GAINESVILLE, Fla. — Florida Museum of Natural History graduate student Alex Hastings will describe new evidence of a fossil porcupine from Haile, Fla. in his lecture from 2:30-3:30 p.m. Sept. 24 as part of the Florida Museum’s Science Sunday lecture series.
In his presentation, “Bridging the Continents: The Porcupine Enters North America,” Hastings will discuss how this missing link can contribute to the understanding of porcupine evolution and what it can tell us about Florida’s environment 2 million years ago.
Media Contact: Paul Ramey, (352) 846-2000, email@example.com
Writer: Lauren Williams
GAINESVILLE, Fla. — The Florida Museum of Natural History Vertebrate Paleontology Division is looking for volunteers this fall to assist with fossil collecting at a major site discovered in 2005 at a limestone quarry northeast of Newberry.
The fossil dig will run from Sept. 18 – Dec. 20 with work on weekends and weekdays between 9 a.m. and 4:30 p.m. Volunteers must be at least 18 years old and physically fit enough to work outside for a minimum of three hours. No previous experience necessary. For more information, visit http://www.flmnh.ufl.edu/vertpaleo/2006_dig.htm or e-mail firstname.lastname@example.org.
GAINESVILLE, Fla. — Florida Museum of Natural History paleontologists and volunteers have recovered 60 partial to nearly complete animal skeletons from an ancient clay-filled sinkhole located in western Alachua County since work at the site began in May 2005, but more volunteers are still needed for the project, scheduled to continue through May 13.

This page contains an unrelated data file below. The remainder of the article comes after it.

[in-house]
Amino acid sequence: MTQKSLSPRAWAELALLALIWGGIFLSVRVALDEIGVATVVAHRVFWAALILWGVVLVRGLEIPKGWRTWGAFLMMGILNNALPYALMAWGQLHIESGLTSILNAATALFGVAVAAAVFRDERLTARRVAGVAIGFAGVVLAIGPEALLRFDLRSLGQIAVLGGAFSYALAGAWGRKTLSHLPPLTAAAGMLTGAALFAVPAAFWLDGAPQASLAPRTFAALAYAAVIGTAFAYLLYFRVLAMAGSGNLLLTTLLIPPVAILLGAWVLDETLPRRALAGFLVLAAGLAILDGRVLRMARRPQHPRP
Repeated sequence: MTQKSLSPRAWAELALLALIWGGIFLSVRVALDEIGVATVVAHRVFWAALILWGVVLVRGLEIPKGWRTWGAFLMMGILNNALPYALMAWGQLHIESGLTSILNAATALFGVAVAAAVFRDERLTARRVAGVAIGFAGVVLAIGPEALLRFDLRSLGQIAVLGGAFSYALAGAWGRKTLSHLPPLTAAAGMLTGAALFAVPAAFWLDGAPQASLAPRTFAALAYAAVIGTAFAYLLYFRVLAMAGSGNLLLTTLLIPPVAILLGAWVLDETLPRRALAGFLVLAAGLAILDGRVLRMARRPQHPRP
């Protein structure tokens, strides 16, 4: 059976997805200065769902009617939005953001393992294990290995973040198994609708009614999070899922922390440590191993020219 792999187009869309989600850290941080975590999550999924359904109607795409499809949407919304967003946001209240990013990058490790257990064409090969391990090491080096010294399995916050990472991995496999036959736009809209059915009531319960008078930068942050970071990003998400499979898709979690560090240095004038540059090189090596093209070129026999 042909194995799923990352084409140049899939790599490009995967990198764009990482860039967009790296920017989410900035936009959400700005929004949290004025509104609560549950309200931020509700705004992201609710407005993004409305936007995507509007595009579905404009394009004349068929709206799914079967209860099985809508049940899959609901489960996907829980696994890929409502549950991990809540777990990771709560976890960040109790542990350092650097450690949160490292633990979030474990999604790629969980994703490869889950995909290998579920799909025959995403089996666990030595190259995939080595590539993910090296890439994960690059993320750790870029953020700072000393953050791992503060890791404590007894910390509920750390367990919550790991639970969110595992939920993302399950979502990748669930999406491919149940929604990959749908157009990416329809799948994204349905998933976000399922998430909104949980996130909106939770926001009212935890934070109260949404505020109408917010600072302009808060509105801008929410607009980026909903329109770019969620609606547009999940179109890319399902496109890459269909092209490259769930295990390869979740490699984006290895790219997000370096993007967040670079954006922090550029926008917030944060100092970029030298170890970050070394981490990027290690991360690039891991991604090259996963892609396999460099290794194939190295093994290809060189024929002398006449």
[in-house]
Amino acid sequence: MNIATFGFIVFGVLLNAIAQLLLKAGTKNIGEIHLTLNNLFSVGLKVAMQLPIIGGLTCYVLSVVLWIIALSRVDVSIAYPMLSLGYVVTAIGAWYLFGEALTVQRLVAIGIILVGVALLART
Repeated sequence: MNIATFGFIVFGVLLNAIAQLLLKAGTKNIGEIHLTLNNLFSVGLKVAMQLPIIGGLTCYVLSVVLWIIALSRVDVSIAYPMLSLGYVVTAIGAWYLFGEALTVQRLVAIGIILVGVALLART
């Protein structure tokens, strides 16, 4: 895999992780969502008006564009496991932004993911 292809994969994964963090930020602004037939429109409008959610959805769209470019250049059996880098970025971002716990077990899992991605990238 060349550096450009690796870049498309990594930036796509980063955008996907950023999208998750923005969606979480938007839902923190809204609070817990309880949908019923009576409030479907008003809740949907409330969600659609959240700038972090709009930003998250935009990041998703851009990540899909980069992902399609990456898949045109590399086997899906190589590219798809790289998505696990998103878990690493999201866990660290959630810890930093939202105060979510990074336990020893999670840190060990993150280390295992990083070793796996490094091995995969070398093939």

Approximately 10 to 12 volunteers are needed each day, Tuesday through Saturday, 9 a.m. to 4:30 p.m. Volunteers must be at least 18 years of age, maintain a moderate level of physical fitness and be able to work outdoors for a minimum of three hours. Experience is not necessary. All volunteers will receive training and will work with museum staff and University of Florida graduate students. Volunteers are responsible for arranging their own transportation to the fossil site.
GAINESVILLE, Fla. — Florida Museum of Natural History paleontologists and volunteers have recovered more than 1,500 fossils from an ancient clay-filled sinkhole located in western Alachua County since work at the site began Oct. 11, but more volunteers are still needed for the project, scheduled to continue through Dec. 17.
The large-scale excavation of the site approximately two miles northeast of Newberry has uncovered 2-million-year-old fossilized bones and teeth of freshwater and land animals. Florida Museum paleontologists Jonathan Bloch and Richard Hulbert, who are leading the excavation, believe the initial weeks of the dig have been “extremely successful.”
“The scientific value of many of the skeletons we are uncovering is remarkably significant,” Bloch said. “The recovered skeletons of sloths and tapirs will allow detailed study of how these extinct mammals were related to mammals discovered at other fossil sites and to their living relatives.”
GAINESVILLE, Fla. — The Florida Museum of Natural History is recruiting volunteers for a major fossil excavation that will be conducted October through December in western Alachua County. The site, approximately two miles northeast of Newberry, was discovered last spring in a limestone quarry.
Volunteers will have the opportunity to uncover 2-million-year-old fossilized bones and teeth of freshwater and land mammals. The common mammals discovered at the site include small ground sloths, large, armadillo-like animals and tapirs, hoofed, plant-eating mammals distantly related to horses and rhinoceroses.
The site is one of the few known in Florida to routinely produce partial to nearly complete skeletons of ancient mammals, in several cases the best examples of their species ever found in the world.